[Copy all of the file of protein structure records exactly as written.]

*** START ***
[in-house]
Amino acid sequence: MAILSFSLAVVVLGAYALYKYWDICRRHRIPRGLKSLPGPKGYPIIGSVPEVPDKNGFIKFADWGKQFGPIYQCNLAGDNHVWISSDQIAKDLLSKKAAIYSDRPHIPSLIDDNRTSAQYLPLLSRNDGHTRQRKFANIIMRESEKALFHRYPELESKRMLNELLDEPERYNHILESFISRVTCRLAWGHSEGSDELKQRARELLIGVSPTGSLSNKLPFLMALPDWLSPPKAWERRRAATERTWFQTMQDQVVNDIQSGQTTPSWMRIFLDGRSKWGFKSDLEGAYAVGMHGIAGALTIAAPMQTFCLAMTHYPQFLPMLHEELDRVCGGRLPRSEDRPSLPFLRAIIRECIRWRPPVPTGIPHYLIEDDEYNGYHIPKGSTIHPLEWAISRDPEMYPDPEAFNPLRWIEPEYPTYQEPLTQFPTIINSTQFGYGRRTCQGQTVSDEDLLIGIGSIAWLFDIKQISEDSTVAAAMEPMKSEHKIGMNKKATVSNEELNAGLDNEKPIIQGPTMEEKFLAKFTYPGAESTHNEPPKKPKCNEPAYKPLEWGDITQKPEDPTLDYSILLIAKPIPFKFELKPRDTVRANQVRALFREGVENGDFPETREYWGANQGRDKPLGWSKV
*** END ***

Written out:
[in-house]
Amino acid sequence: MAILSFSLAVVVLGAYALYKYWDICRRHRIPRGLKSLPGPKGYPIIGSVPEVPDKNGFIKFADWGKQFGPIYQCNLAGDNHVWISSDQIAKDLLSKKAAIYSDRPHIPSLIDDNRTSAQYLPLLSRNDGHTRQRKFANIIMRESEKALFHRYPELESKRMLNELLDEPERYNHILESFISRVTCRLAWGHSEGSDELKQRARELLIGVSPTGSLSNKLPFLMALPDWLSPPKAWERRRAATERTWFQTMQDQVVNDIQSGQTTPSWMRIFLDGRSKWGFKSDLEGAYAVGMHGIAGALTIAAPMQTFCLAMTHYPQFLPMLHEELDRVCGGRLPRSEDRPSLPFLRAIIRECIRWRPPVPTGIPHYLIEDDEYNGYHIPKGSTIHPLEWAISRDPEMYPDPEAFNPLRWIEPEYPTYQEPLTQFPTIINSTQFGYGRRTCQGQTVSDEDLLIGIGSIAWLFDIKQISEDSTVAAAMEPMKSEHKIGMNKKATVSNEELNAGLDNEKPIIQGPTMEEKFLAKFTYPGAESTHNEPPKKPKCNEPAYKPLEWGDITQKPEDPTLDYSILLIAKPIPFKFELKPRDTVRANQVRALFREGVENGDFPETREYWGANQGRDKPLGWSKV